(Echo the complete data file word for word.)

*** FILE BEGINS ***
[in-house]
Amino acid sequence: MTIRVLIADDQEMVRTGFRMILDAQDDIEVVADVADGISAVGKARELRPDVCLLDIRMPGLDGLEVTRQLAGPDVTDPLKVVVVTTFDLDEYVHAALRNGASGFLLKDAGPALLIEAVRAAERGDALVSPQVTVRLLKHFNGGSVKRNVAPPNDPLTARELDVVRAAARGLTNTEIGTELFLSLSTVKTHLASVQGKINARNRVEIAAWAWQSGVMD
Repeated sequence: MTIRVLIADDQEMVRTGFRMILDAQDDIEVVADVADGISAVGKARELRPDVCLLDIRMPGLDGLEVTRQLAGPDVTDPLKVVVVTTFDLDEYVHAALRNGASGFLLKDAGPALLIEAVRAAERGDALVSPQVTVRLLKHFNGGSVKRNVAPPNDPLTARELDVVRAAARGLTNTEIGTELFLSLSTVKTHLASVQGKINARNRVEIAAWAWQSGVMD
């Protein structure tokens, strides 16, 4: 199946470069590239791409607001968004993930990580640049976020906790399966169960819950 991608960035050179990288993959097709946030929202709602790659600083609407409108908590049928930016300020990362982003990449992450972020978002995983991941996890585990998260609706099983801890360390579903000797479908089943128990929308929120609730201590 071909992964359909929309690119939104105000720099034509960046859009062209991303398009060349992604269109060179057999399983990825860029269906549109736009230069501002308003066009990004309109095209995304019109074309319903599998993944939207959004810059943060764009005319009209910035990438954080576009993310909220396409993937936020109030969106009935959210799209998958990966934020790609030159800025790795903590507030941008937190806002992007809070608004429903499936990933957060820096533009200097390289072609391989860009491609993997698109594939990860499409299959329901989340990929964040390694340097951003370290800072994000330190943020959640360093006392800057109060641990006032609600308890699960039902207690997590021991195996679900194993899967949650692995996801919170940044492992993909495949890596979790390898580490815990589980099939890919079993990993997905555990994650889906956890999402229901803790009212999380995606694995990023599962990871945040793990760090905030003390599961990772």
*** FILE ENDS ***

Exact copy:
[in-house]
Amino acid sequence: MTIRVLIADDQEMVRTGFRMILDAQDDIEVVADVADGISAVGKARELRPDVCLLDIRMPGLDGLEVTRQLAGPDVTDPLKVVVVTTFDLDEYVHAALRNGASGFLLKDAGPALLIEAVRAAERGDALVSPQVTVRLLKHFNGGSVKRNVAPPNDPLTARELDVVRAAARGLTNTEIGTELFLSLSTVKTHLASVQGKINARNRVEIAAWAWQSGVMD
Repeated sequence: MTIRVLIADDQEMVRTGFRMILDAQDDIEVVADVADGISAVGKARELRPDVCLLDIRMPGLDGLEVTRQLAGPDVTDPLKVVVVTTFDLDEYVHAALRNGASGFLLKDAGPALLIEAVRAAERGDALVSPQVTVRLLKHFNGGSVKRNVAPPNDPLTARELDVVRAAARGLTNTEIGTELFLSLSTVKTHLASVQGKINARNRVEIAAWAWQSGVMD
């Protein structure tokens, strides 16, 4: 199946470069590239791409607001968004993930990580640049976020906790399966169960819950 991608960035050179990288993959097709946030929202709602790659600083609407409108908590049928930016300020990362982003990449992450972020978002995983991941996890585990998260609706099983801890360390579903000797479908089943128990929308929120609730201590 071909992964359909929309690119939104105000720099034509960046859009062209991303398009060349992604269109060179057999399983990825860029269906549109736009230069501002308003066009990004309109095209995304019109074309319903599998993944939207959004810059943060764009005319009209910035990438954080576009993310909220396409993937936020109030969106009935959210799209998958990966934020790609030159800025790795903590507030941008937190806002992007809070608004429903499936990933957060820096533009200097390289072609391989860009491609993997698109594939990860499409299959329901989340990929964040390694340097951003370290800072994000330190943020959640360093006392800057109060641990006032609600308890699960039902207690997590021991195996679900194993899967949650692995996801919170940044492992993909495949890596979790390898580490815990589980099939890919079993990993997905555990994650889906956890999402229901803790009212999380995606694995990023599962990871945040793990760090905030003390599961990772």